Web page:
Despite my efforts, I didn’t expect to be able to communicate when I got here. After all, when I arrived in Japan I confidently reeled off the self-introduction I had learned, only to find that as soon as someone asked me a follow-up question I had NO IDEA what they were asking. One problem in Japan was that when I couldn’t understand something, rather than repeating it, people shied away. In contrast, here in China they seem to just repeat what they’ve said, louder (though not necessarily more slowly). And actually, it generally helps.

[Of course there have been exceptions: on my first day here, the shop assistant at Walmart told me I needed to pay an extra 6 kuai, which I didn’t understand. The lady behind me in the queue started to shout “6 kuai! 6 kuai! 6 kuaaaaaaaaiiiiiiiii!” in my face. My friends thankfully rushed back to help me, although by that point I had pretty much figured out that I needed to pay more but was stuck in a state of shock from the shouting. That was not so helpful.]

In general, I’ve been enjoying using the very basic vocabulary I have to just get by. It’s surprising how much you can say with very few words. I’m generally lucky to have at least one talented friend with me to help with any real requests or issues (thank goodness), however I’ve so far managed to buy two bikes by myself (at different times, I didn’t accidentally buy two), order milk tea without sugar (I’m proud of that one, and glad that I can finally slightly improve my diet and still enjoy the milk tea) and sometimes even ask for things without pointing. I have two examples from today: at the shop this morning I wanted a shopping bag, but couldn’t remember the word for bag. The shopping bags were red, so I decided to be creative and try saying: ‘I’d like one of the … red… ones…?’. By some miracle, the shop assistant understood. Then, this evening, I walked into the kitchen to find boiling water pouring out of the boiler onto the kitchen floor and out into the hallway. I marched downstairs to the front desk, took a deep, calming breath, and said ‘Please. 9th floor. Water.’ The two men furrowed their brows, so I repeated myself. They looked startled and then shouted ‘WATER?! 9th floor?!’ ‘Yes, 9th floor’. One of them leapt out of his chair and ran to the lift. In retrospect, to speed things up, I could perhaps have injected a little more urgency into my voice. I’ll try that next time, but for now I’m quite pleased with my efforts.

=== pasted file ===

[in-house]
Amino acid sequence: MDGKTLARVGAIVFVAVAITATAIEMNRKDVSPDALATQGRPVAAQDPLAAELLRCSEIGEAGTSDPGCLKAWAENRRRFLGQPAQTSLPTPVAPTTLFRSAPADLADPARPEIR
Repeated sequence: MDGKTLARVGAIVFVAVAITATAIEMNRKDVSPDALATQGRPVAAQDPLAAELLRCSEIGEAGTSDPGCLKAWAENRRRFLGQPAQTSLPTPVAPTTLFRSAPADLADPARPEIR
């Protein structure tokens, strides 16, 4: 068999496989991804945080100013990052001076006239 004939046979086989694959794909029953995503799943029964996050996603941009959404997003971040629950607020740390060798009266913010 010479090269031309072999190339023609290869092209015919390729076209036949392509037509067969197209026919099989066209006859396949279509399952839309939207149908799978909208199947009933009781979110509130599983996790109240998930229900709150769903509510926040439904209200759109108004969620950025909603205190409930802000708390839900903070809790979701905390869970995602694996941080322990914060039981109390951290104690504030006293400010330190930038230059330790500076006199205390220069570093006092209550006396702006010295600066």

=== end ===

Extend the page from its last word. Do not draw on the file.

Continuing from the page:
Language learning is like a game – it never ceases to entertain me, whether I’m grappling with French poetry or asking ‘…is this beef?’ in Chinese. I’m thoroughly enjoying myself learning a little Chinese each day and the language classes haven’t even started yet! More to come, I suppose.